Besides the wonderful training and seminars at Photoshop World, the exhibitor booths are my favorite things to visit. They have all the newest gadgets you simply must have to make your photography better. ;-) (Yes, that is a joke.) The vendors run product-specific training for more in-depth coverage on that new widget or software you've been wanting to try. Their "booth flies" are running around scanning your conference badge, so you won't run out of spam for your email inbox. There are giant display images, metal and canvas images, and thousands of books to overwhelm you. This year, my favorite booth was sponsored by Westcott. The folks at Westcott sell great lighting products and accessories for photographers who want to have more control over the light that illuminates their subjects, in or out of a studio. Their representatives were very good salespeople, answering questions and providing demonstrations every day. They were swamped because they set up four small sets and provided models. Each day, the models' themes changed, with new wardrobe and makeup, so you had a reason to stop by again and again.
Since I love doing people shots, and models are rarely free, Westcott reeled me in every day. The sets were surrounded with photographers, two and three deep, shoulder to shoulder, jostling for position. It was challenging because, when you set up lighting for a particular shot, you want to control how the light falls on the subject. Your setup can be critical; minor movements by the model can change the look. The poor models were completely surrounded and didn't know which way to look or to which photographer to direct their attention. They looked like they were surrounded by Paparazzi.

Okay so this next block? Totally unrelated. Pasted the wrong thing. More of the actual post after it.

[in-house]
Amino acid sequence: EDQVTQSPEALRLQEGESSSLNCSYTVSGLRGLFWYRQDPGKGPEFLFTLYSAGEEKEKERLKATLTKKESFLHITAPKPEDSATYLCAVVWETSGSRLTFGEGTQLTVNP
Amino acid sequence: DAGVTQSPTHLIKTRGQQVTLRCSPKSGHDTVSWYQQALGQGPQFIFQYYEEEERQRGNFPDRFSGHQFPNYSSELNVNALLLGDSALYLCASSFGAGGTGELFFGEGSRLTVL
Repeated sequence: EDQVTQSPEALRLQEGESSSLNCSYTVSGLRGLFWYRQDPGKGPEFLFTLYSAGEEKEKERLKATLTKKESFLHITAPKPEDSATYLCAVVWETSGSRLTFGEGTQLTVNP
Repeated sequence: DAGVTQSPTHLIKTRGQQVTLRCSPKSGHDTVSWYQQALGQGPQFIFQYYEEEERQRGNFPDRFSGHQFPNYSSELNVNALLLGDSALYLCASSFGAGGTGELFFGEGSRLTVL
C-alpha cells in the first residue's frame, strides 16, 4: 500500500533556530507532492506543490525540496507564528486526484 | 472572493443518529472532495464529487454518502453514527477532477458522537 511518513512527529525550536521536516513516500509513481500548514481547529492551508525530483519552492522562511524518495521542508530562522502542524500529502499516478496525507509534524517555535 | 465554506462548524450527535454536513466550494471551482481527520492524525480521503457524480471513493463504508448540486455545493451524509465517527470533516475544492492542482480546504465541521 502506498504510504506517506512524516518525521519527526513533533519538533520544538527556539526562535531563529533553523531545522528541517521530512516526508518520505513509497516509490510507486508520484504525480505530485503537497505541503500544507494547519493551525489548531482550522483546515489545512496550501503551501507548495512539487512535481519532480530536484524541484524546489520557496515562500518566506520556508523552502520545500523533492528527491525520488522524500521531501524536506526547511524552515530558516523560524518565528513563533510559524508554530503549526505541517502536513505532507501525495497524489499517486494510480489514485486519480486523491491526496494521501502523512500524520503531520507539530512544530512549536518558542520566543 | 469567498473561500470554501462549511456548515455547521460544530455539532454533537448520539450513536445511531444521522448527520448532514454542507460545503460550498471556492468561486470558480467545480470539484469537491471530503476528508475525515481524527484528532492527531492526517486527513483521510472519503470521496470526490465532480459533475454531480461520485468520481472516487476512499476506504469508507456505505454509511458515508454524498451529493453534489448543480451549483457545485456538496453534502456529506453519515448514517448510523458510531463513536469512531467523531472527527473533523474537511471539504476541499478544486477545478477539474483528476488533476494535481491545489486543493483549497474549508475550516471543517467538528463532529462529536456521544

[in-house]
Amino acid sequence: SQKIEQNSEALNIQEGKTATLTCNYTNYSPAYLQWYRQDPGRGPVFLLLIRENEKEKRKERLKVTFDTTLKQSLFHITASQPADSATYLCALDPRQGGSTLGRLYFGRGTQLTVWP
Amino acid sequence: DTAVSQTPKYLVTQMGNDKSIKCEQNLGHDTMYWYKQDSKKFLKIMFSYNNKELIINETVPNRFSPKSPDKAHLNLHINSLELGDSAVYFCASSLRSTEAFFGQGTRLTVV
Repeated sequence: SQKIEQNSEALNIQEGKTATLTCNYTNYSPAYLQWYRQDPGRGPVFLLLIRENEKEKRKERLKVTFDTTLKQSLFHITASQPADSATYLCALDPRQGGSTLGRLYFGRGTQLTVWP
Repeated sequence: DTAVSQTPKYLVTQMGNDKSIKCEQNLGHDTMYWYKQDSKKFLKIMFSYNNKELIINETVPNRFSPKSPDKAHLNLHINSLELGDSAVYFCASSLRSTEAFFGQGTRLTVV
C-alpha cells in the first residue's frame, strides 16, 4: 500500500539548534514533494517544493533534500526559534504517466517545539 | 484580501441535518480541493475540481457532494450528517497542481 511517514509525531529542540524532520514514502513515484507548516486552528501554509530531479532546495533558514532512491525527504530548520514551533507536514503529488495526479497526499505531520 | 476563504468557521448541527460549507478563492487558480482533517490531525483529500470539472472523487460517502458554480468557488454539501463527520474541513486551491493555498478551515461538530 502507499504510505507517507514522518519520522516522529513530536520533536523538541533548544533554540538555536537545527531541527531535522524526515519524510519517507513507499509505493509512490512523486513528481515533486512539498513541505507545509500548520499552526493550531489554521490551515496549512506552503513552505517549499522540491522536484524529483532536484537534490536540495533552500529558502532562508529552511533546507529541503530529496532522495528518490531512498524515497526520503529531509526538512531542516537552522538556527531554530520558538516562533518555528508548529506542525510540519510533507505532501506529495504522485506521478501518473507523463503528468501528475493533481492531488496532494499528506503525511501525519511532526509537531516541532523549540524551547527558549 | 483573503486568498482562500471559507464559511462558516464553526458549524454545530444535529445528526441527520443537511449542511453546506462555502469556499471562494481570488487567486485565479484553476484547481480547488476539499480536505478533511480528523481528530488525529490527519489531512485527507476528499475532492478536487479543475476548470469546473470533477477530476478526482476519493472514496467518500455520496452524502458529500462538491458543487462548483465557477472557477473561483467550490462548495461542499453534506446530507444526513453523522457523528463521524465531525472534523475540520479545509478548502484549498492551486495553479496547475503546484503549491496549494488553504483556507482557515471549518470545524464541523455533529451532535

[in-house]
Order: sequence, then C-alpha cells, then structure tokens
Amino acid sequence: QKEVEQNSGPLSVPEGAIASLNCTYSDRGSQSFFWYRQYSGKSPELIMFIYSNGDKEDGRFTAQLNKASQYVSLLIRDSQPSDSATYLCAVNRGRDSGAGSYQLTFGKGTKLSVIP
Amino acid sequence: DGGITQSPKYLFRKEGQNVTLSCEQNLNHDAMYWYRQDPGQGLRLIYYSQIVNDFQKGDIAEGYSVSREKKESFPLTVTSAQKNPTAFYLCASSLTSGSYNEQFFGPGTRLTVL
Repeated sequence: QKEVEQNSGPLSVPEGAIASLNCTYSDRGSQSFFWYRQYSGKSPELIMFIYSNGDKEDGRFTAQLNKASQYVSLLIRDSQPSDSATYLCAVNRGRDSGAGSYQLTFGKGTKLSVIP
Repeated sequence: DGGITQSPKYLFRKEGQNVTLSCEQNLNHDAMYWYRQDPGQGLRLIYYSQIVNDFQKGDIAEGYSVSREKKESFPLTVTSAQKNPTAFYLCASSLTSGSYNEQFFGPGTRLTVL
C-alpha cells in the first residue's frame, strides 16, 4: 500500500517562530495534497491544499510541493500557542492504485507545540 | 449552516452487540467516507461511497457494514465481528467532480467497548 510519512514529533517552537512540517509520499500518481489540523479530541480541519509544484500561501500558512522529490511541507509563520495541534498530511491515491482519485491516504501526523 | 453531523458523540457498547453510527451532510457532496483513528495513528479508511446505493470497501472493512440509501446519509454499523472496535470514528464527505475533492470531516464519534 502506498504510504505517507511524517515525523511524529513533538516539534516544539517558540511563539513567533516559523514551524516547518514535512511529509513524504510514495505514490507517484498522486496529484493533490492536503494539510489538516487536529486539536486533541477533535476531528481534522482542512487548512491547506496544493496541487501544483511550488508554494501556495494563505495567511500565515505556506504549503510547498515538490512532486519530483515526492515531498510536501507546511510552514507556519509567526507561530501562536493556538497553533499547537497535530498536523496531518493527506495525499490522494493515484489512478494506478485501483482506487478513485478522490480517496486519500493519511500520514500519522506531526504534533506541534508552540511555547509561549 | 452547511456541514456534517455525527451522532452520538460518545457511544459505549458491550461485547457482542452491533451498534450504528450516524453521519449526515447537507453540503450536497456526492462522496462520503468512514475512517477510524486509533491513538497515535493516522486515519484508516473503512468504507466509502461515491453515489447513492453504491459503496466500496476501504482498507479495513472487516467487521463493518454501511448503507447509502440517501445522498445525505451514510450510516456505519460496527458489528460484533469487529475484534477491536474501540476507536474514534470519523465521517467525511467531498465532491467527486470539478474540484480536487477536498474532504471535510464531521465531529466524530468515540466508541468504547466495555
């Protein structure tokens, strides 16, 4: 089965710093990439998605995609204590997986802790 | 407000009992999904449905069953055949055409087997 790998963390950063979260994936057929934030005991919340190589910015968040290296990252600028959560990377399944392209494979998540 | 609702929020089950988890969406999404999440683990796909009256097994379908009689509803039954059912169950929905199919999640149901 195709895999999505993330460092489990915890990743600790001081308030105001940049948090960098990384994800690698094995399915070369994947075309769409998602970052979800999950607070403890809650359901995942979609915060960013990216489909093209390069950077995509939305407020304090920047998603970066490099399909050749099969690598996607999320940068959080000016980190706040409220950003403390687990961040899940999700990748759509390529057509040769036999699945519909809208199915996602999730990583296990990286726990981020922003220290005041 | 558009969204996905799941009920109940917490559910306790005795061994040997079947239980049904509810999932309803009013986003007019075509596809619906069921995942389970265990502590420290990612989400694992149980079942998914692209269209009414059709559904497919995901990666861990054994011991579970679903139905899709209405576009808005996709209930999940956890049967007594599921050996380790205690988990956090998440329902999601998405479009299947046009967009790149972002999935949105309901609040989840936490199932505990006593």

Why would anyone jump into this mess? Did I mention there were free models, and we were using great Westcott light products? Really, there isn't a good reason to do this, other than to have a good time doing something you enjoy. The models did their best to accommodate as many photographers as possible and had a super attitude towards the chaos in front of them. I enjoyed being able to move from set to set. I even managed to get a couple of nice shots.
One day, they had some storybook characters, so I had to shoot Red Riding Hood and Rapunzel for the granddaughters.
This model went through a long make-up session for his war-painted look. He was a big hit with the lady photographers; they had him going through lots of poses. I tried to catch him in a more dignified pose than most of them requested.
I was in the right position to direct this model when she came out, so I didn't have to jostle around to get the eyes looking right into the lens.
There were several other models, but you get the picture. The sets and make up were opportunities for a little diversion in between the seminars. Westcott sold many of their fine products. Start saving your pennies now and join us next year for the fun of Photoshop World.